Keywords: female entrepreneurship, business constraints, productivity, exporting, Africa, Ghana
    JEL: D22 F14 J16
    Date: 2020–10
  4. By: Amira El-Shal (African Development Bank); Hanan Morsy (African Development Bank)
    Abstract: The gender gap in firm productivity is the widest in Africa, and evidence on the determinants of this variation remains thin. We exploit a harmonized firm-level survey dataset of 46 African countries over the period 2006-2018 to explain the productivity gender differential and identify the association pathways. Special focus is placed on the behavior with respect to innovation and technology adoption and dealing with market inefficiencies and institutional barriers. We construct five composite indices to reflect the categories of productivity determinants and apply mean and quantile decomposition approaches. Our estimates indicate a significant productivity differential by the gender of entrepreneur in Africa, specifically in the Northern and Eastern regions. Interestingly, the differential is not induced by educational nor entrepreneurial abilities but rather by women being more negatively affected by institutional barriers, such as corruption and perceptions about it, and market inefficiencies, such as the lack of access to finance. These results can be explained by gender-based behavioral differences and institutional structures, which can as well affect women’s selection of business activity, making their firms less likely to benefit from some innovation and technology adoption activities.
    Date: 2020–10–20
  5. By: Beatriz González (Banco de España)
    Abstract: This paper extends a model of firm dynamics to incorporate heterogeneous privately held and publicly traded firms facing different financial frictions, and the decision to become publicly traded (Initial Public Offering, or IPO) is endogenous. This allows changes in the economic environment to affect these firms differently, impacting the selection into becoming publicly traded, and its macroeconomic outcomes. Firms are born privately held and small due to financial frictions. They finance investment with internal resources and debt and have the choice to go public (IPO). The main trade-off is access to external equity financing, at a one-off cost of IPO and an increased cost of operation. The calibrated model is successful in capturing the size distribution of firms, the share of publicly traded firms, and the dynamics around the IPO date. The decrease in corporate and dividend taxes experienced from the 1970s to the 1990s benefited more publicly traded firms financing with equity at the margin. This helps explaining the stock market boom, and the observed changes in the characteristics of firms going public, their investment and payout behavior. I perform some counterfactual exercises to understand what could be the reasons behind the decrease in publicly traded firms since the 2000s: increased cost of being public, increased access to debt, or changes in the idiosyncratic shock process. I find these changes are consistent with part (though not all) of the changes in IPO choice, payout and investment behavior of publicly traded firms in this period.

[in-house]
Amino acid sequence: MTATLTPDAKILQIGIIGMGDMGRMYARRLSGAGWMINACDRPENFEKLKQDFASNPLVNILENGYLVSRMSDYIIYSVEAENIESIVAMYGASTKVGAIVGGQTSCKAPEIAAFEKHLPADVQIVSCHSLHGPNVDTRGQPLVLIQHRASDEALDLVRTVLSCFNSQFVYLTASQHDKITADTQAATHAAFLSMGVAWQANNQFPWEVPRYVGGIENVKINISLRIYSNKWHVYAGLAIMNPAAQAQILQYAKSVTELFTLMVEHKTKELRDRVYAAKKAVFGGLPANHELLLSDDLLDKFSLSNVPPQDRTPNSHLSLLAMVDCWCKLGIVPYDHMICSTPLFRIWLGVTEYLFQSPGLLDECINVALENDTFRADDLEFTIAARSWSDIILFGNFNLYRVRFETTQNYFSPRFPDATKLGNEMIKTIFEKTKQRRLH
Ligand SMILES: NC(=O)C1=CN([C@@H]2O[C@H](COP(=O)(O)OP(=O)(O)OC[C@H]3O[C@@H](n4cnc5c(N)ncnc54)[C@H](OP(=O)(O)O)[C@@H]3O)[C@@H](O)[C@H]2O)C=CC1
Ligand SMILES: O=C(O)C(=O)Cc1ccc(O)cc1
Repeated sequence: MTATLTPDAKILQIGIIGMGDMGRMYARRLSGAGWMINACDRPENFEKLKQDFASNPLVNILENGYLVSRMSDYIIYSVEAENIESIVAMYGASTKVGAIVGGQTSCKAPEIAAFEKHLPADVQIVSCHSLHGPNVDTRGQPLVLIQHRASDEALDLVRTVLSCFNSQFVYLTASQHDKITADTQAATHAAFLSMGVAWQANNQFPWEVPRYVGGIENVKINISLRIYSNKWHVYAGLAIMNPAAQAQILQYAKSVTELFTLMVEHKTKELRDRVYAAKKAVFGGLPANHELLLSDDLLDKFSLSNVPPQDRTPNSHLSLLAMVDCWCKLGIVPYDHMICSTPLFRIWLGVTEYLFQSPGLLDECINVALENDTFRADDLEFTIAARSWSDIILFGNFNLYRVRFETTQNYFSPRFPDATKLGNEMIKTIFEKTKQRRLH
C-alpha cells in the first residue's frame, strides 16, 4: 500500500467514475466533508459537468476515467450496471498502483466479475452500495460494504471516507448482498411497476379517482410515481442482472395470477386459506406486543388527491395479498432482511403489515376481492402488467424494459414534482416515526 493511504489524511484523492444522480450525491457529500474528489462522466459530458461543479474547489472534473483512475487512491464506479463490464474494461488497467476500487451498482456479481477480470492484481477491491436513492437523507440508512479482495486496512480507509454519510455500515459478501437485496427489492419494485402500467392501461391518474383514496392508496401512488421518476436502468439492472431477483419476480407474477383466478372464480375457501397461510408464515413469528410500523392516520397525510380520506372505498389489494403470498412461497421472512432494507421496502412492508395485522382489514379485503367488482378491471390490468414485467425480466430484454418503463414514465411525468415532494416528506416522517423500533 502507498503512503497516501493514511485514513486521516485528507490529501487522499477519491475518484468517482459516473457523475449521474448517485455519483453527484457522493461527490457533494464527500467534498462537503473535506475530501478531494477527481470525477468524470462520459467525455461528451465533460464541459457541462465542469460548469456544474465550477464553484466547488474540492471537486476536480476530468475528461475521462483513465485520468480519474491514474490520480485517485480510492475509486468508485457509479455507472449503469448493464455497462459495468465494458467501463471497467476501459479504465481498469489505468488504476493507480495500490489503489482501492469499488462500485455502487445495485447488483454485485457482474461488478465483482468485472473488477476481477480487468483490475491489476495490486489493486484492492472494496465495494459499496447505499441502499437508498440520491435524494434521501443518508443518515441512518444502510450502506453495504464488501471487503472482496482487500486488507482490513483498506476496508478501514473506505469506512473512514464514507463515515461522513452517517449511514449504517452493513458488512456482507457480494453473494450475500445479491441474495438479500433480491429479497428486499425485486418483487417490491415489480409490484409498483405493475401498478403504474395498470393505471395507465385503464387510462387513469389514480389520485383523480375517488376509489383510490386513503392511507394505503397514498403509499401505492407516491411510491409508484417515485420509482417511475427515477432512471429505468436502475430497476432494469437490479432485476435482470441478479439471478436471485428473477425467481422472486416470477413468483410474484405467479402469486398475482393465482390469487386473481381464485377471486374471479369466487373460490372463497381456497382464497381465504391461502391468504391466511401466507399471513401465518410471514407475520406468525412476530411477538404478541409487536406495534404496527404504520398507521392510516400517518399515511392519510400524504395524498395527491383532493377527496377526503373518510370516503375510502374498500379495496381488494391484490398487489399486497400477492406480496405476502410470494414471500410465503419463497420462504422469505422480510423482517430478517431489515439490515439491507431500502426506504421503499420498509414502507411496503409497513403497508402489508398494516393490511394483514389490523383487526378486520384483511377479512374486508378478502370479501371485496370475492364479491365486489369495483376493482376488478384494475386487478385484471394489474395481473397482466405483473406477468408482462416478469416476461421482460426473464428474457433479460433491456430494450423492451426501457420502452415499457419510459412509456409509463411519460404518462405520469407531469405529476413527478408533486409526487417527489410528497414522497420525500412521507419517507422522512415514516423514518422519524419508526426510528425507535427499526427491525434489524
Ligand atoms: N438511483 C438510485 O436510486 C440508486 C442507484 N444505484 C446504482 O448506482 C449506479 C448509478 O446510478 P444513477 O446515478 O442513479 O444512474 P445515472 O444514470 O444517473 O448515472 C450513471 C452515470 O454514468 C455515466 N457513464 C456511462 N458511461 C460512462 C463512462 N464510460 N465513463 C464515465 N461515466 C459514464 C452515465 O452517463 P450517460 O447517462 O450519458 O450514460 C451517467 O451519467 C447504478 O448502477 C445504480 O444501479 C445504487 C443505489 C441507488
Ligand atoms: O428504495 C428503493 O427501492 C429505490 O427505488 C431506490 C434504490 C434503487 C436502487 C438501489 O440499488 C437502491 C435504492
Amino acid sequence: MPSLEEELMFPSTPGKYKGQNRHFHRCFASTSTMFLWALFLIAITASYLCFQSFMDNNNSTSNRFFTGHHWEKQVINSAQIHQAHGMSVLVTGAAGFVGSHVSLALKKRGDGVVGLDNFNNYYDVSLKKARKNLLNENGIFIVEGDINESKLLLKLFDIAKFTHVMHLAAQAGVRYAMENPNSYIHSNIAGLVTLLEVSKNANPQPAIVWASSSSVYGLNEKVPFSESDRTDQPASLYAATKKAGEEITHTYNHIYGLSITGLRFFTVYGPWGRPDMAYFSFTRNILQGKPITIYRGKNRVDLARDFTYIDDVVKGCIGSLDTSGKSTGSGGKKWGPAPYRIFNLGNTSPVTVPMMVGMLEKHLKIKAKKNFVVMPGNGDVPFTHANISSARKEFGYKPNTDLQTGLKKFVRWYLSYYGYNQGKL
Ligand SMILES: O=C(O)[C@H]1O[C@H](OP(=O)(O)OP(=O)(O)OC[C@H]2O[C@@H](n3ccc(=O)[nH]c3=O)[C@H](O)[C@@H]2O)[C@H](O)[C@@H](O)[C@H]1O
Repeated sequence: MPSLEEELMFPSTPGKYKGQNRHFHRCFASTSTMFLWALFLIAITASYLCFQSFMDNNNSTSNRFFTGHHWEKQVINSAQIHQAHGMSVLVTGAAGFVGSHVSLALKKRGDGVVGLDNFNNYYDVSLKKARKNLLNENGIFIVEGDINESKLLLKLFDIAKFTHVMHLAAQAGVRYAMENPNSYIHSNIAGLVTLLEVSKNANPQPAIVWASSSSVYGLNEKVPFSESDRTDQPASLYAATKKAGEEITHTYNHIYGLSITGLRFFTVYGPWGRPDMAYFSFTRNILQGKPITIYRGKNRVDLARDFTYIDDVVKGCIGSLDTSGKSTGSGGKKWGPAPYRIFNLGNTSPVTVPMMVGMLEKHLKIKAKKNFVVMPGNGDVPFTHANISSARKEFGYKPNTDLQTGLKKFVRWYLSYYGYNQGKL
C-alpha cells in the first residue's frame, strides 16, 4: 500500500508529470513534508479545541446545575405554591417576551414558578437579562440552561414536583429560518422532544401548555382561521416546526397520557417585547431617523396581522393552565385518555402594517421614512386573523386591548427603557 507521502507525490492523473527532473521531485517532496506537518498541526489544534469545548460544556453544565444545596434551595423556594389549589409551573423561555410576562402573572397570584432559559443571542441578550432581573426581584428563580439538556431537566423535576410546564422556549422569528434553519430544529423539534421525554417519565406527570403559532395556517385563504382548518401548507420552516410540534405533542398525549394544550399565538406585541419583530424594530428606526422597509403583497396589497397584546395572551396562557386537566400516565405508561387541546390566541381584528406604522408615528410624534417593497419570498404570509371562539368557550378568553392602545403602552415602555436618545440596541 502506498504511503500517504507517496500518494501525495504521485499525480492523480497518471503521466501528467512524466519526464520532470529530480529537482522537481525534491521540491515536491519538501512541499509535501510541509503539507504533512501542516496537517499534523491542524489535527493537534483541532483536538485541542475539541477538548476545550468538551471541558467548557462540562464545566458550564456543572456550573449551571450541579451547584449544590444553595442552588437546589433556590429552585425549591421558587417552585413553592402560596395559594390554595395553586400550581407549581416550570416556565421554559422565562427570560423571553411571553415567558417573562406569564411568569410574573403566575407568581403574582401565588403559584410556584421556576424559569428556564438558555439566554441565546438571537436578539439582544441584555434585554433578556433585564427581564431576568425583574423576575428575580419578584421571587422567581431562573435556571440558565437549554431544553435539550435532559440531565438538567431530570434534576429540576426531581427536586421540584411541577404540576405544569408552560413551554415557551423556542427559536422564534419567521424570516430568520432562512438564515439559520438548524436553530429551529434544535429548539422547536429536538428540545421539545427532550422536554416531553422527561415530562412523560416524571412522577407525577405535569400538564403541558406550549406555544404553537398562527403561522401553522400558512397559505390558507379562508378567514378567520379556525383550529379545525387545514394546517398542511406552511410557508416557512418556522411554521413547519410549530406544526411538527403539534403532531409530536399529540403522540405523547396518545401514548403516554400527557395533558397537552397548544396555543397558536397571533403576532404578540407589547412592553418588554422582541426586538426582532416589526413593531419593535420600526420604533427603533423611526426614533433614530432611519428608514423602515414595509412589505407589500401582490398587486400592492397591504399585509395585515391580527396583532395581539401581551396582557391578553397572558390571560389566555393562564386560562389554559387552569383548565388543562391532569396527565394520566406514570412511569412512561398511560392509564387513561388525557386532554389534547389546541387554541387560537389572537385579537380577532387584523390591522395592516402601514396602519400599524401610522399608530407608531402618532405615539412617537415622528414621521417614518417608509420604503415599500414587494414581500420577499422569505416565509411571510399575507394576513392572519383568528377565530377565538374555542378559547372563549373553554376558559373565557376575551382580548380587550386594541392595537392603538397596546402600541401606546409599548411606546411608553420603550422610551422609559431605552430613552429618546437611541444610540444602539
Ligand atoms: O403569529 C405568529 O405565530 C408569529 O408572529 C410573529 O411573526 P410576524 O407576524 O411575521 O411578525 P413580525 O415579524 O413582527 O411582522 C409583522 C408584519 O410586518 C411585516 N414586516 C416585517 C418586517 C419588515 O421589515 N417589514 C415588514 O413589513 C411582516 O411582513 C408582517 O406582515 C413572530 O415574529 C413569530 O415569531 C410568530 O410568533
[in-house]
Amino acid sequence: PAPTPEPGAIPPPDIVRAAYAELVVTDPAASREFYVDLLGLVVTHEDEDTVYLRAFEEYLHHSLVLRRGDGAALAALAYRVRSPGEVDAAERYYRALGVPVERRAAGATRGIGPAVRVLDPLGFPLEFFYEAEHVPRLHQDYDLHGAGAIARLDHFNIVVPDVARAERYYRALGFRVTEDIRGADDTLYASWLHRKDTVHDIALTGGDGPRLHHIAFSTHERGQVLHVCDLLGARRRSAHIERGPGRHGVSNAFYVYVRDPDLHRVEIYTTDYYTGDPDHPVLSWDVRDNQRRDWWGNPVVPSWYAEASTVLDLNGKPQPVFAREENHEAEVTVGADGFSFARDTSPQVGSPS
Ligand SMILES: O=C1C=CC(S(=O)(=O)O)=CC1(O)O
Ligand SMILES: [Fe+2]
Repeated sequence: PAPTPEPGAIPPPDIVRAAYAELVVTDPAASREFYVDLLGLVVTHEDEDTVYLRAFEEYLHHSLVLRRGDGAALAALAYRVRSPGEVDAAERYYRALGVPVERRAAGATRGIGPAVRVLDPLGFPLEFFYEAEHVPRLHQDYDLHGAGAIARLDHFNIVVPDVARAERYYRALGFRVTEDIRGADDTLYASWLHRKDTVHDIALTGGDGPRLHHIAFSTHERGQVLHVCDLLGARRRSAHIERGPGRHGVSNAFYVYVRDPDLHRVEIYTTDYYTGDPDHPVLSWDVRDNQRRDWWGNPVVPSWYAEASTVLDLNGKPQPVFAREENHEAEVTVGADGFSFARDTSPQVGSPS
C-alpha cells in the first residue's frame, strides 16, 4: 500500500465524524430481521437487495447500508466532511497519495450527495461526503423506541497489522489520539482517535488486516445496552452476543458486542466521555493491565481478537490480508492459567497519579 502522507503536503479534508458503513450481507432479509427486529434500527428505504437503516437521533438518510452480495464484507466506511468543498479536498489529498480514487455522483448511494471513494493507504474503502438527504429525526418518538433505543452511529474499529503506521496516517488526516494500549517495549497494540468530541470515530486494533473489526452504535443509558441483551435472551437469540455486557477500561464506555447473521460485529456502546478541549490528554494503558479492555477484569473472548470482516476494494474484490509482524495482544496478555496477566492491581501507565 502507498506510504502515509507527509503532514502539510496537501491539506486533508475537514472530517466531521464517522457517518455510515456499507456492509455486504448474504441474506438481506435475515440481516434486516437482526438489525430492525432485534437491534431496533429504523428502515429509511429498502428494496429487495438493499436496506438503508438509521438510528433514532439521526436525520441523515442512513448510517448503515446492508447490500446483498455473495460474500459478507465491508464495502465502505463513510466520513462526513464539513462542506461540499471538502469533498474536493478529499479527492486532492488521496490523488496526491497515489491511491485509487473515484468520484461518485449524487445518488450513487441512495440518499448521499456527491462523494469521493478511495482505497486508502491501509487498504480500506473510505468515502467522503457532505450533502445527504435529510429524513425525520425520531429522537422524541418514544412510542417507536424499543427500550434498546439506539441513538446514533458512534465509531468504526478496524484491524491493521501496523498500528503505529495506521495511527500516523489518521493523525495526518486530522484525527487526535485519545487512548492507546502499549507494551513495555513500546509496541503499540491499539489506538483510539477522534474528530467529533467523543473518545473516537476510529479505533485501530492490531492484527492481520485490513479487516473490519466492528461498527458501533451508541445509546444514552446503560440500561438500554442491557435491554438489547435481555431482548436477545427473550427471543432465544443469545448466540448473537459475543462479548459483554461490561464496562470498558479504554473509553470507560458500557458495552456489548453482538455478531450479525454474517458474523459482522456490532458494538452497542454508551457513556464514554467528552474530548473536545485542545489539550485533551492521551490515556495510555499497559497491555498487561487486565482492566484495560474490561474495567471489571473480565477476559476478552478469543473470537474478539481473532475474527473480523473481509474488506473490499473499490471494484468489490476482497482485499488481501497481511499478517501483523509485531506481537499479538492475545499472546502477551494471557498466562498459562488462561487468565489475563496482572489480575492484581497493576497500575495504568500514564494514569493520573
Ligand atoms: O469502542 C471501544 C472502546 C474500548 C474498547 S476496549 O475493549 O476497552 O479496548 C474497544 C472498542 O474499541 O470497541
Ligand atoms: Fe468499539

Keywords: firm life cycle, macroeconomics, fiscal policy, corporate finance, IPO
    JEL: E23 G32 G35 H25 H32
    Date: 2020–10
  6. By: Fatma M. Utku-ismihan (Ministry of Agriculture and Forestry); M. Teoman Pamukçu (Middle East Technical University, Ankara, Turkey)
    Abstract: Due to their important contribution to overall growth performance of economies policy makers have attributed great importance to high growth firms (HGFs). In order to examine and support their efforts, researchers have tried to identify the factors that initiate and promote the growth performance of HGFs. However, this is not a simple task since the factors that contribute to the growth performances of firms seem to vary across sectors and countries. This study examines the characteristics of HGFs and attempts to identify those factors that stimulate HGFs in the Turkish manufacturing sector using a rich firm-level dataset over the period 2003-2014.
    Date: 2020–10–20
  7. By: Qichun He (China Economics and Management Academy, Central University of Finance and Economics); Yulei Luo (Faculty of Business and Economics, University of Hong Kong); Jun Nie (Research Department, Federal Reserve Bank of Kansas City); Heng-fu Zou (China Economics and Management Academy, Central University of Finance and Economics)